This afternoon, the Dallas City Council-approved gas drilling task force will take a field trip out to where gas wells are more abundant than Tex-Mex joints and compressor stations roar as though ready to blast off. That place is Arlington.
The band of day-trippers leaves from Dallas City Hall at 1 p.m., heading first to Arlington City Hall, then to a Chesapeake drilling site, an XTO fracturing site, a completed Chesapeake drilling site and a DFW Midstream compressor station. Along with other citizens and media folk, not to mention a few council members who've said they will hitch a ride, I'm going with.
In preparation for the trip, and for a little closer-to-home perspective, I spent Monday morning with some people who live near the proposed Dallas drilling sites. Ed Meyer, who was passed over during task force selection despite Scott Griggs's eleventh-hour attempt to add him to the roster, invited me to see where he and wife Claudia live.
The Meyers' home near Mountain Creek, on the eastern edge of the Barnett Shale, is a little more than 4,000 feet from one proposed XTO well site on Camp Wisdom Road, just off FM 1382. Though it's not directly outside their window, they believe it's an issue that demands extra care so Dallas wells don't proliferate without basic health and safety concerns first being addressed. They remain very active with Dallas drilling issues, attending meetings and doing research as though it were a full-time job. Their main concern is also the basic reason for the drilling task force's formation.
"If we didn't go to planning and zoning [meetings], and we didn't go to city council, there would be no task force, quite honestly," Claudia says of the handful of vocal drilling watchdogs who convinced the council to pause the permitting process while the city takes another pass at its gas-drilling ordinances. She says that with drilling comes a "gold rush" mentality that needs checks and balances.
"What we're trying to do is not have it dissolve into anti [versus] pro," but to have a "dialogue about issues that affect everybody," Claudia says. The Meyers' worries are the common concerns of those skeptical about the safety of gas drilling -- everything from possible air and water contamination to the potential damage to nearby roads caused by the parade of trucks.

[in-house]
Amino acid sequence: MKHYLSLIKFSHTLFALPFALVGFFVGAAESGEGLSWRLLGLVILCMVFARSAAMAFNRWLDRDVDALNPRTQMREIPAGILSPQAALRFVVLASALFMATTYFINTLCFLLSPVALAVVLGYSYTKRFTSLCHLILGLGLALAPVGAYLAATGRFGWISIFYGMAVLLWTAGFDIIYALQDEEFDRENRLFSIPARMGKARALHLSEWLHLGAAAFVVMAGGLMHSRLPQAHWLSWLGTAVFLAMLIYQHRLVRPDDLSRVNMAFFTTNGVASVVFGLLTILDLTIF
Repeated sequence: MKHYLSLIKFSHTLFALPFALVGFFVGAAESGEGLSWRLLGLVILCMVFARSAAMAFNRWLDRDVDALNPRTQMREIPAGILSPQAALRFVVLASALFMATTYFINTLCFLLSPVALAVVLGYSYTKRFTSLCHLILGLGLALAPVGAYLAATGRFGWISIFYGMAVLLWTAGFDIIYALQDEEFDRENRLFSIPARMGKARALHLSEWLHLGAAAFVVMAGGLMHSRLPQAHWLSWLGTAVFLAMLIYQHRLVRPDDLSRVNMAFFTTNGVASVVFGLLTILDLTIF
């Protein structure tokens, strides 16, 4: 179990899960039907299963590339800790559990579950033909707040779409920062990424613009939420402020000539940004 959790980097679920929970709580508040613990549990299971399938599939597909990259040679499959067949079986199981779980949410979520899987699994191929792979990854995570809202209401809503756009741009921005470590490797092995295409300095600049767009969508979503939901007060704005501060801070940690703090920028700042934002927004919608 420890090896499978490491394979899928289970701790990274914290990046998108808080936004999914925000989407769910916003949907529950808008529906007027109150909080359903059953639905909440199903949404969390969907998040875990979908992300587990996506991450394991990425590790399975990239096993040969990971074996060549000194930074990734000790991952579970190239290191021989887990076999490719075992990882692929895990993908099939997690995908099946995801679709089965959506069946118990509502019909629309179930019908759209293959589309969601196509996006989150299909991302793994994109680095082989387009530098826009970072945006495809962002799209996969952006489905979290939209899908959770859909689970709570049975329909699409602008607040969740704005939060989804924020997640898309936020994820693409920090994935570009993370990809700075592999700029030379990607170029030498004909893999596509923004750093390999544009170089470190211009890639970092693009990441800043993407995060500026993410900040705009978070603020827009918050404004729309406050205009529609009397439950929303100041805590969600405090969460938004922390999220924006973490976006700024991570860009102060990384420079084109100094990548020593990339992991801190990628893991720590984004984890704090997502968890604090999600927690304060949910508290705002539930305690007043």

"The chances are real good there's going to be a well," Ed says. "We just want it to be safe. ... It's the public pressure that has to demand these safety issues."
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A few miles away lives Fred Allen, a Dallas Area Rapid Transit bus operator who faces the possibility of having a well (also an XTO site, pending SUP approval) less than a thousand feet from his home. Traveling from the Meyers' home to Allen's means driving through Grand Prairie, an area punctuated with well sites.
"I have health concerns ... my wife has health concerns, and I've got children," says Allen, who has Type 2 diabetes. "I feel overwhelmed. ... Sometimes I feel like throwing my hands up, but I've got kids. I just can't let it go."
Allen describes his neighborhood as a mixed bag of foreclosed homes, anti-drilling residents (of whom he is the most outspoken) and others who have signed leases with gas drilling companies.
The task force is charged with determining the best practices for drilling in Dallas, recommending zoning restrictions and safety regulations. After an overview of the drilling ordinances in Fort Worth at last week's meeting, today's trip is the next step in familiarization to further the task force's conversation -- bound to grow more specific and intense as the city moves towards the scheduled October deadline for their recommendations.